Find Your Body Positive Tribe

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Having kids later in life affected my postpartum body image in a positive way.
One of the unexpected benefits of having my kids at 35 and 36 is fewer stretch marks. Since our bodies have less collagen and elastin as they age, our skin doesn’t have to fight as hard to stretch against a growing uterus. But as an older mom, I can tell you honestly that deeper and darker scars wouldn’t have bothered me much anyway. 
Maybe it’s that I have bigger fish to fry with wrinkles and uneven skin tone in the much more visible areas like my face that I don’t sweat a few stretch marks and loose skin on my stomach or thighs. Or maybe I had a little more time with my pre-baby body that I was ready to leave her and my unhealthy body image behind.
I see post after post on social media where young women are struggling to love their postpartum bodies. They’re trying hard to fight the changes their bodies go through to bring life into this world and even harder to accept them. I find myself looking at these self conscious new moms and thinking, “how can you not love your body? It’s beautiful!”
But I remember my distorted, unhealthy body image throughout my teens and 20s and I relate. Nothing could have drawn my attention away from the physical changes at that age. There is definitely less pressure in your late thirties and early forties to bounce back and even less pressure to be something we’re not.
We’re embracing these changes and showing them off like the hard-earned badges they are. Unapologetically dressing more comfortably, we’re not setting the bar lower, but confidently setting new trends.  We have mom role models like Jennifer Garner and Reece Witherspoon to demonstrate that building a healthy lifestyle, healthy relationships, and healthy kids are a more fulfilling focus than the size and shape of our bodies. 
Along with leaving unreasonable and unattainable body standards behind, we’ve left many superficial relationships with them.

I’m grateful to have a husband who hasn’t seemed to notice any changes in my physical appearance postpartum. A man who appreciates my body’s ability to keep up with two growing boys more than the ability to wear a size zero.

I’m also lucky enough to be surrounded by women who embrace fitness as more of a way to connect than compete. We share common workout goals that include stress relief, strength, and flexibility. Women I can sweat, laugh, and eat with. Women whose body confidence is more inspirational than six pack abs and worn with glamour and strength.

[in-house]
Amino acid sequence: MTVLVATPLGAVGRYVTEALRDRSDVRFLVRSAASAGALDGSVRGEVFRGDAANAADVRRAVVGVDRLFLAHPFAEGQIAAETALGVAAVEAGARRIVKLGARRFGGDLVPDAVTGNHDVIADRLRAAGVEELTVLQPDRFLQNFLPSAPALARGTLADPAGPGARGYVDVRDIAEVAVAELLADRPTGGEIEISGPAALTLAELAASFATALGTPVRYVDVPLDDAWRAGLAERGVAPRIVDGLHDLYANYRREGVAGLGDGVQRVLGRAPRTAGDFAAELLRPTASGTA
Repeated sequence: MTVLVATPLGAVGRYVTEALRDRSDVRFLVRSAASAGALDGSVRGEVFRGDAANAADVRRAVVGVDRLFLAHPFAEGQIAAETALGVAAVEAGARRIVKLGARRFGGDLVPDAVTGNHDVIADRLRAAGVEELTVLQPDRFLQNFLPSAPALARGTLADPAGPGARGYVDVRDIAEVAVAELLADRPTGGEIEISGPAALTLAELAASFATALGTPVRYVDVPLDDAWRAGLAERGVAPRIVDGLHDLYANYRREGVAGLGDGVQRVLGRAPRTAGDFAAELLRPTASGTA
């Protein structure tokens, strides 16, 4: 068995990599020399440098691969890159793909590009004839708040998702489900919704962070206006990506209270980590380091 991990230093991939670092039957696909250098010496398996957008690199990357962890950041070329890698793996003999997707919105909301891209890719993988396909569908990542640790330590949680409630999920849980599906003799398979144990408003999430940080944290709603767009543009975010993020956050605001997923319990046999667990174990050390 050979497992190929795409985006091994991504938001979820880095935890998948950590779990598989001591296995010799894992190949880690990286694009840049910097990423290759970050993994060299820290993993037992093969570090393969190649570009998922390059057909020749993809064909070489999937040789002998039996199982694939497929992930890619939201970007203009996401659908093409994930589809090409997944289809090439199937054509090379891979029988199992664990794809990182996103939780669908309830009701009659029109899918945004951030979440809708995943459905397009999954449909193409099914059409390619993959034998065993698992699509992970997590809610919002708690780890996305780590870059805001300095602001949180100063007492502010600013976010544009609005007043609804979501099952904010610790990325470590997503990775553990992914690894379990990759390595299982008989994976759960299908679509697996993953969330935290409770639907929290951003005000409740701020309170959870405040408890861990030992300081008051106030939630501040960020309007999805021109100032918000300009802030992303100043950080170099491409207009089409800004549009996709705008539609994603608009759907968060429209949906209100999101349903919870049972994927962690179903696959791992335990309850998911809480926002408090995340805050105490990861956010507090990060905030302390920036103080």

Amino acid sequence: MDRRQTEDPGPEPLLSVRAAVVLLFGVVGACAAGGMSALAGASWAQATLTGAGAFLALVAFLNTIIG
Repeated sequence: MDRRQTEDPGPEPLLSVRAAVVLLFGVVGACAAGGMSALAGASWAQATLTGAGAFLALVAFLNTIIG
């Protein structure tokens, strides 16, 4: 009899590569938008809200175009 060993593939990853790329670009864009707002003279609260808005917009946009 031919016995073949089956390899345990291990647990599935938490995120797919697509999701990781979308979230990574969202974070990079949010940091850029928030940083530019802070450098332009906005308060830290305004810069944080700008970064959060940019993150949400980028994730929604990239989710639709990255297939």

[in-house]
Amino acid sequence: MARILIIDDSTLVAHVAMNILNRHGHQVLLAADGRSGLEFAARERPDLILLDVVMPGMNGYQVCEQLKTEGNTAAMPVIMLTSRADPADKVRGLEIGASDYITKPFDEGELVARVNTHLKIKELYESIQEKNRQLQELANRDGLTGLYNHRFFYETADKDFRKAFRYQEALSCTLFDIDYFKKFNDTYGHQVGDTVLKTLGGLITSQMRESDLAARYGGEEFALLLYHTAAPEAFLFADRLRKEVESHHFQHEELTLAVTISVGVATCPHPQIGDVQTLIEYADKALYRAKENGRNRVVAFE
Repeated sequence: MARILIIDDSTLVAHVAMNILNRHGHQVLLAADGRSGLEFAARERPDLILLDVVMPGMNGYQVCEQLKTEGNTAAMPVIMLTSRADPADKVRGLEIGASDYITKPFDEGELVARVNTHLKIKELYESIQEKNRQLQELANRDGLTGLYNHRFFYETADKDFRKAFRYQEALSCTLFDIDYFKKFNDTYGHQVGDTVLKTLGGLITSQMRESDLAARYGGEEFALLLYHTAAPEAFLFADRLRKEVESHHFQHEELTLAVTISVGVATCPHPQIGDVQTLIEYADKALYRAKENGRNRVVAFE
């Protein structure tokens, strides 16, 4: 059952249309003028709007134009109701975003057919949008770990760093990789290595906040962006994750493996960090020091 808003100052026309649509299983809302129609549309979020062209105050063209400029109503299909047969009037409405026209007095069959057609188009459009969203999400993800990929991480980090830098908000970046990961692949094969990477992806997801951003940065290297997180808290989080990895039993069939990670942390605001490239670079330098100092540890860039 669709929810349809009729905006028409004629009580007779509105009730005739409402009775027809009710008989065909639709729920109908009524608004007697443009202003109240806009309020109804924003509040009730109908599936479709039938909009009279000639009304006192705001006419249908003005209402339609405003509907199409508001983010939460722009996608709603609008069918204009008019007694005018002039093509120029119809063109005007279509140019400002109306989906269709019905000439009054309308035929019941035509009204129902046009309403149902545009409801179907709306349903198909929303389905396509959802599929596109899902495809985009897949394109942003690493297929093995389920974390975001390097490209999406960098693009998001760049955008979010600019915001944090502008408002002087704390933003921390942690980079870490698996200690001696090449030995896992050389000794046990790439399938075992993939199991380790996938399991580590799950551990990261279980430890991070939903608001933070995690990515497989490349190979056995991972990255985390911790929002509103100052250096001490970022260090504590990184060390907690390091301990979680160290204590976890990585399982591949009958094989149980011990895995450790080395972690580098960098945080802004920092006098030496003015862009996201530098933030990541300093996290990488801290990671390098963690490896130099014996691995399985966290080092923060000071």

Grateful to have found my body positive tribe, I’ll admit I had to earn it from within in order to belong. I remember holding my colicky infant in the bathroom in front of our full length mirror, fan on and his favorite song playing on repeat. Swaying in tune to Somewhere Over the Rainbow, my eyes scanned my postpartum body with shame.

Pre-baby, I was fit. Washboard stomach, strong and lean from head to toe. It was her eyes that scrutinized every lump and bulge, cringing at the body whose mass filled out the bulky sweatshirt and stretched against extra large leggings.

But as my eyes explored upward, I caught the sight of my peacefully sleeping newborn on my shoulder. It not only filled me with peace, but also an overwhelming sense of victory. Relying on my brand new motherly instincts, I had solved the colic mystery, finding the exact combination of sensory puzzle pieces to soothe my son to sleep.

Then my eyes found my own face in the reflection. I looked as serene, content, and fulfilled as I felt. In that moment, I knew two things. One, that I had never looked more beautiful to myself than I had in my whole life. And two, that happiness and pride will always radiate more beauty than a number on a scale or a commercialistic ideal.

As women, part of us will always miss the body and skin of our youth, but not one of us would choose to go back to the uncertainty and self-consciousness connected to those years.

There are a number of reasons I’m personally glad to have started a family later in life. I’m more patient and financially stable. But I’m equally glad to be raising my kids in a phase of my life where my self-assurance is just as likely to pass on to them as my love of reading and the great outdoors.


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